If mosquitoes love to slurp your blood—and yes, some people are more prone to a bite than others—you’ll likely stop at nothing to keep them away, harsh chemicals and all. A Consumer Reports survey of 2,011 U.S. adults found that almost 75% are more concerned with the many diseases transported by mosquitoes and ticks, like Lyme disease, West Nile Virus and chikungunya, than with potentially dangerous chemicals in their bug spray. But a new investigation by the product-testing group Consumer Reports finds that you have more natural options that are even more effective.
In Consumer Reports’ entire history of testing bug sprays, harsh chemicals like N, N-diethyl-meta-toluamide, commonly known as deet, have always come out on top. But for the first time, safer, gentler products were more effective.
The winning products used picaridin and oil of lemon eucalyptus as the active ingredients. Both are chemically synthesized ingredients but more similar to natural compounds than deet; they also come with fewer side effects. Best in show were Sawyer Fisherman’s Formula, which held mosquitoes and ticks at bay for eight hours, and Repel Lemon Eucalyptus, which protected against ticks for eight hours and mosquitoes for seven hours.
To test the effectiveness of the sprays, researchers enlisted the help of some brave testers—the “swat team,” they called them—who were spritzed with different repellents, left to sit for 30 minutes, and then told to reach into a cage with 200 mosquitoes hungry for blood (but free of diseases). Researchers watched the feast and recorded the number of bites; two or more bites in a five-minute session meant the repellent failed. They tested for ticks, too—and even braver testers had repellent applied to parts of their arms and disease-free deer ticks released on their arms to crawl. If two ticks crossed into the sprayed areas, the repellent failed.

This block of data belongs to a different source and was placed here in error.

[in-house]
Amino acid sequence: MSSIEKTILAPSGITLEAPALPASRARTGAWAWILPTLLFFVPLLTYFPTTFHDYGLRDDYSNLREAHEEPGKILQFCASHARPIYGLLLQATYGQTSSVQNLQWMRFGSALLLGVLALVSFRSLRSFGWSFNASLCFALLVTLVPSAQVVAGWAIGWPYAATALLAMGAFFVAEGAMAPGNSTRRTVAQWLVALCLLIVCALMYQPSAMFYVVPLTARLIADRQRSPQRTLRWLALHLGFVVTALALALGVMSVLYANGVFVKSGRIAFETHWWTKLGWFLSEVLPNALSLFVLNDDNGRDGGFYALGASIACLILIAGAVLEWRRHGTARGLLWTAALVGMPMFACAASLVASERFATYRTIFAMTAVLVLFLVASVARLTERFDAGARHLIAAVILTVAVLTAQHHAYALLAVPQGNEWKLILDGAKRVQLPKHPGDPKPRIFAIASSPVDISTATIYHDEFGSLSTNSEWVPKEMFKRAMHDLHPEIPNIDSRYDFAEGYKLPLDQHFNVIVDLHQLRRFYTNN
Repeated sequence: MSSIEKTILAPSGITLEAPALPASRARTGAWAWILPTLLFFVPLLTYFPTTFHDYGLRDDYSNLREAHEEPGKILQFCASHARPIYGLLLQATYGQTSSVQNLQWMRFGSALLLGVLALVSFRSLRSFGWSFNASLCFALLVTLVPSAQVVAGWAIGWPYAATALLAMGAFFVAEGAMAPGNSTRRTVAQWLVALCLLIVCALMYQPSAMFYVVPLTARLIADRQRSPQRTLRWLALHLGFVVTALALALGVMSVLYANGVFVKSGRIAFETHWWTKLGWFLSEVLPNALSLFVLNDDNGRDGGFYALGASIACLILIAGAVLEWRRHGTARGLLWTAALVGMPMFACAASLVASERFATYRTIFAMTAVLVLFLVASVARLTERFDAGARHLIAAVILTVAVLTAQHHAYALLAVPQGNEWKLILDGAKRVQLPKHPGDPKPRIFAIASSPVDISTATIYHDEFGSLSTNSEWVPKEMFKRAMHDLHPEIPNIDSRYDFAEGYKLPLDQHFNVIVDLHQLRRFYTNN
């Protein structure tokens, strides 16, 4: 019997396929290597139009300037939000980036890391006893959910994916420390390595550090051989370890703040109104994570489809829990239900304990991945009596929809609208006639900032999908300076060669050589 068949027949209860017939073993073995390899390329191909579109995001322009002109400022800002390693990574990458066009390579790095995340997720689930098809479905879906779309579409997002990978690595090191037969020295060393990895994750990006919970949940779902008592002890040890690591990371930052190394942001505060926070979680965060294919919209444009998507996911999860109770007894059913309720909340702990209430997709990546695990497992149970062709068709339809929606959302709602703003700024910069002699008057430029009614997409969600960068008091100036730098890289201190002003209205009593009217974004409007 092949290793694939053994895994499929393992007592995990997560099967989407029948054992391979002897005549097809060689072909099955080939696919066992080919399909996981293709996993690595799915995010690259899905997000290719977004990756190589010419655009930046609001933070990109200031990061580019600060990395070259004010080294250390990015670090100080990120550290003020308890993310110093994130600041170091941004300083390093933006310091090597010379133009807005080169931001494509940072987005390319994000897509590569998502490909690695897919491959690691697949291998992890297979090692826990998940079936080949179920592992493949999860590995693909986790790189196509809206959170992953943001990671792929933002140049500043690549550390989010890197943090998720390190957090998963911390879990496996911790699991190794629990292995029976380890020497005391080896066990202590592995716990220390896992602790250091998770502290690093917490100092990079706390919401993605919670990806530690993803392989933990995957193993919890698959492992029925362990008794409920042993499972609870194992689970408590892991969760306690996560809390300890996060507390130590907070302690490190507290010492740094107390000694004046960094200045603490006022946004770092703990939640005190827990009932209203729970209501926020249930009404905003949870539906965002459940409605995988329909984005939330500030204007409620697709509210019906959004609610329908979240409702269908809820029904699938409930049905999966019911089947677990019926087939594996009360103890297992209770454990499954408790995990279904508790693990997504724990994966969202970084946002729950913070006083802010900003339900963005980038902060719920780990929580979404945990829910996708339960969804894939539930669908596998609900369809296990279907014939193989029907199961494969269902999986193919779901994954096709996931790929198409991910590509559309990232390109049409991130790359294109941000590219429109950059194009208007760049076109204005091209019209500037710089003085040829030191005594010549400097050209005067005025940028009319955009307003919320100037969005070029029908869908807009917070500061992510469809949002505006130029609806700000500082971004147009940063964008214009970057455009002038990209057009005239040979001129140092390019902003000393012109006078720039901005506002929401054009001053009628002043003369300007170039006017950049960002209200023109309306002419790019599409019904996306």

Products starring plant oils like citronella, lemongrass and rosemary didn’t work. Candles and wristbands didn’t work, either.
“Look first for products with 20 percent picaridin or 30 percent oil of lemon eucalyptus,” the report said. “We think they’re safer than those with deet.” If deet is your only option, aim for a concentration of about 15 percent, which even outperformed the product with 25 percent. In concentrations more than 30 percent, deet might be dangerous, the authors conclude.
Read the entire Consumer Reports investigation here.
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